By Owen Daugherty, NASFAA Staff Reporter
Graduate students face a different set of financial questions as they grapple with the new economic reality imposed by the COVID-19 pandemic. For many, their livelihood depends on their school being operational with the campus open — a scenario that is still uncertain for many institutions as summer begins.
Often employees of the institutions they attend, many graduate students work as research and teaching assistants and, in some cases, course instructors. They do this generally for little or no pay in exchange for discounted or free tuition, along with a stipend for living expenses. But the closure of colleges and universities across the country forced many graduate students into a sort of limbo, unsure whether to renew a lease, or expect a job back on campus when it is safe to return.
Funding disruptions for graduate students pose a different set of problems than for undergraduates, as they are often older and more likely to have families to support in addition to holding student debt from their undergraduate studies. The core concerns center around whether assistantships that largely cover tuition will still be offered come fall, with university budgets in flux and state funding for higher education being squeezed.
Much like higher education as a whole, graduate students are in a wait-and-see mode as they attempt to plan for fall, said Karen Arnold, an associate professor of higher education at Boston College. She said graduate students depend on assistantships for tuition deferment, and universities are hesitant to offer the positions if they are unsure whether students will be on campus in the fall.
“Our [graduate] students who are accepted and want to come don't know what's going to happen with their assistantships because of budget stuff and because they work with students, and therefore are leery about starting leases,” Arnold said. “The existence of the work and its nature is dependent on what happens with students and classroom instruction.”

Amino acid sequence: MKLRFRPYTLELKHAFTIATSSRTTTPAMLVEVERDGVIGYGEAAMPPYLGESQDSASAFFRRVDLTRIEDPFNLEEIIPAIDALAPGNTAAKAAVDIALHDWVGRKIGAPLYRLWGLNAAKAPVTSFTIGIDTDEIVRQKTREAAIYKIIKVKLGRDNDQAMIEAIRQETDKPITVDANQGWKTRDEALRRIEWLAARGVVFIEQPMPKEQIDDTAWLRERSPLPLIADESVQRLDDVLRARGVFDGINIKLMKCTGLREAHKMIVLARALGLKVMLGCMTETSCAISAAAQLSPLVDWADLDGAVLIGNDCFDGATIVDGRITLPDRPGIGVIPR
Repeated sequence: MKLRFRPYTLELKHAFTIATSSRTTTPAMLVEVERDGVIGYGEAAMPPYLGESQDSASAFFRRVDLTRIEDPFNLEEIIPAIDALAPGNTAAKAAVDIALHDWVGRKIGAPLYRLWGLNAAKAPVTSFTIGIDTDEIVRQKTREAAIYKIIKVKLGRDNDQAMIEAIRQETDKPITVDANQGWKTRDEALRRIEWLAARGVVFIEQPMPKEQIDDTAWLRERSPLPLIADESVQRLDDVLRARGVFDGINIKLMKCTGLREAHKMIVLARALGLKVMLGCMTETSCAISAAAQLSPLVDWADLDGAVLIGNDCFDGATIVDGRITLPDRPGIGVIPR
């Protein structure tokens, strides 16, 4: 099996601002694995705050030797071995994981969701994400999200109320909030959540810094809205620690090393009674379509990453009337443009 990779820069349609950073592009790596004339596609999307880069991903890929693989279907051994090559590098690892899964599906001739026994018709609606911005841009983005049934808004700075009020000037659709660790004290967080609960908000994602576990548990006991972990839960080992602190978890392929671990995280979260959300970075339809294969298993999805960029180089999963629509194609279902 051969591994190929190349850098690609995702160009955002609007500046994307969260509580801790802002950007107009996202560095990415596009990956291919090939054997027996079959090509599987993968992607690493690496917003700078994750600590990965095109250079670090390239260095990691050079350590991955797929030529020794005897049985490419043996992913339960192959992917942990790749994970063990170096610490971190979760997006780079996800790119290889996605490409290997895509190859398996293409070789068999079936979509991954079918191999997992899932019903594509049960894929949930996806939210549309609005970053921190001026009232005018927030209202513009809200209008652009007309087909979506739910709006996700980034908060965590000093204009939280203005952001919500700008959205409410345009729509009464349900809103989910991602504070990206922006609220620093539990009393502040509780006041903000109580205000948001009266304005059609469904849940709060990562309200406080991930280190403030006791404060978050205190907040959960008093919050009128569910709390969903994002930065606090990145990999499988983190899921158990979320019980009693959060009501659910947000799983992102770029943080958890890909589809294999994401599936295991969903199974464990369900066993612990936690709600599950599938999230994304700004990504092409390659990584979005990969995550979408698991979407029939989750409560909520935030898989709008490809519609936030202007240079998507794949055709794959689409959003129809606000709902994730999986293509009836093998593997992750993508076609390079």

Arnold, who works directly with two graduate students, noted that for those returning to Boston College, the university has ensured they will have an assistantship. But for new students, the same promise can’t be made. For other institutions that are even more financially strapped, “that is not a given,” she said.
Furthermore, as online instruction is likely to become more prominent moving forward, with many colleges looking to a hybrid approach in the fall, graduate students who teach are figuring out how to best do so, just as professors are navigating the same situation.
“All the teaching assistants — just like the faculty — aren't quite sure what's going on, or whether they're going to have full rosters,” Arnold said. “They're also struggling with learning to teach. None of us understand how to teach in this high-flex load environment.”
Katy Krieger, a doctoral candidate at the University of Oklahoma and assistant director of the university’s First-Year Composition program, said she had an intensive two-week training when she first started in 2017 to prepare graduate students like herself for teaching both online and in-person, but noted that is rare and far from the norm.
“Graduate students had to deal with becoming online teachers or research assistants and online students, all at once,” she said. “Many graduate students were left to figure out online systems like Canvas and Zoom, in addition to handling their own coursework.”